Career and Education Opportunities for Film or Videotape Editors in St. Paul, Minnesota
Film or videotape editors can find many career and educational opportunities in the St. Paul, Minnesota area. The national trend for film or videotape editors sees this job pool growing by about 11.9% over the next eight years. Film or videotape editors generally edit motion picture soundtracks, film, and video.
Film or videotape editors earn about $19 hourly or $40,120 yearly on average in Minnesota and about $24 per hour or $50,560 yearly on average nationally. Film or videotape editors earn less than people working in the category of Media Technical generally in Minnesota and more than people in the Media Technical category nationally. People working as film or videotape editors can fill a number of jobs, such as: graphic engineer, video tape transferrer, and production manager.
There are four schools within twenty-five miles of St. Paul where you can study to be a film or videotape editor, among seventy-seven schools of higher education total in the St. Paul area. Film or videotape editors usually hold a Bachelor's degree, so you can expect to spend about four years training to become a film or videotape editor if you already have a high school diploma.
CAREER DESCRIPTION: Film or Videotape Editor
In general, film or videotape editors edit motion picture soundtracks, film, and video.
Film or videotape editors edit films and videotapes to insert music and sound effects, to organize films into sequences, and to fix errors, using editing equipment. They also assemble and operate computer editing systems, electronic titling systems, video switching equipment, and digital video effects units to produce a final product. Equally important, film or videotape editors have to mark frames where a particular shot or piece of sound is to begin or end. They are often called upon to inspect assembled films or edited videotapes on screens or monitors to establish if corrections are needed. They are expected to verify key numbers and time codes on materials. Finally, film or videotape editors cut shot sequences to different angles at specific points in scenes, making each individual cut as fluid and seamless as possible.
Every day, film or videotape editors are expected to be able to prioritize information for further consideration. They need to articulate ideas and problems. It is also important that they listen to and understand others in meetings.
It is important for film or videotape editors to decide on and combine the most effective shots of each scene to fashion a logical and smoothly running story. They are often called upon to inspect footage sequence by sequence to become familiar with it before assembling it into a final product. They also organize and string together raw footage into a continuous whole in line with scripts or the instructions of directors and producers. They are sometimes expected to program computerized graphic effects. Somewhat less frequently, film or videotape editors are also expected to collaborate with music editors to decide on appropriate passages of music and design production scores.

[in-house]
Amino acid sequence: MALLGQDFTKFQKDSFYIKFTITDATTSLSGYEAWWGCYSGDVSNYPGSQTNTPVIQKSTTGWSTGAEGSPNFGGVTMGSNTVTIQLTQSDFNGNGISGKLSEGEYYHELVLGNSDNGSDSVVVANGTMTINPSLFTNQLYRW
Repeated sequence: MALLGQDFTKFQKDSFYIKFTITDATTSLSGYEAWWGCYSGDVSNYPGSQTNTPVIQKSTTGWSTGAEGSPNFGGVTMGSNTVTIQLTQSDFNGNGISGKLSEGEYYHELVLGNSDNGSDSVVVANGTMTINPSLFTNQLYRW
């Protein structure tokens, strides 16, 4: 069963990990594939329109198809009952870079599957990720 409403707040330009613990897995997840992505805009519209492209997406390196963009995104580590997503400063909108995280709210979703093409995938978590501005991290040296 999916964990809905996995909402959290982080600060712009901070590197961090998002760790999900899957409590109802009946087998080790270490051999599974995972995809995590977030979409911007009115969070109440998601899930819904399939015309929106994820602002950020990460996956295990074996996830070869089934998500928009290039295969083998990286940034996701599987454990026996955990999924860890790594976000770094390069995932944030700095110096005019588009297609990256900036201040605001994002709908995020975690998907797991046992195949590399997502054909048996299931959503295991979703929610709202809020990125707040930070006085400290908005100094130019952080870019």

Film or videotape editors sometimes are asked to collaborate with music editors to decide on appropriate passages of music and design production scores. They also have to be able to supervise and direct efforts of staff working on film editing and recording efforts and piece sounds together to optimize film soundtracks. And finally, they sometimes have to estimate how long audiences watching comedies will laugh at each gag line or situation, to space scenes appropriately.
Like many other jobs, film or videotape editors must be reliable and be thorough and dependable.
Similar jobs with educational opportunities in St. Paul include:
- Artistic Director. Audition and interview performers to select most appropriate talent for parts in stage, television, or motion picture productions.
- Audio Visual Technician. Set up or set up and operate audio and video equipment including microphones, sound speakers, video screens, projectors, video monitors, recording equipment, connecting wires and cables, sound and mixing boards, and related electronic equipment for concerts, sports events, meetings and conventions, presentations, and news conferences. May also set up and operate associated spotlights and other custom lighting systems.
- Broadcast Technician. Set up, operate, and maintain the electronic equipment used to transmit radio and television programs. Control audio equipment to regulate volume level and quality of sound during radio and television broadcasts. Operate radio transmitter to broadcast radio and television programs.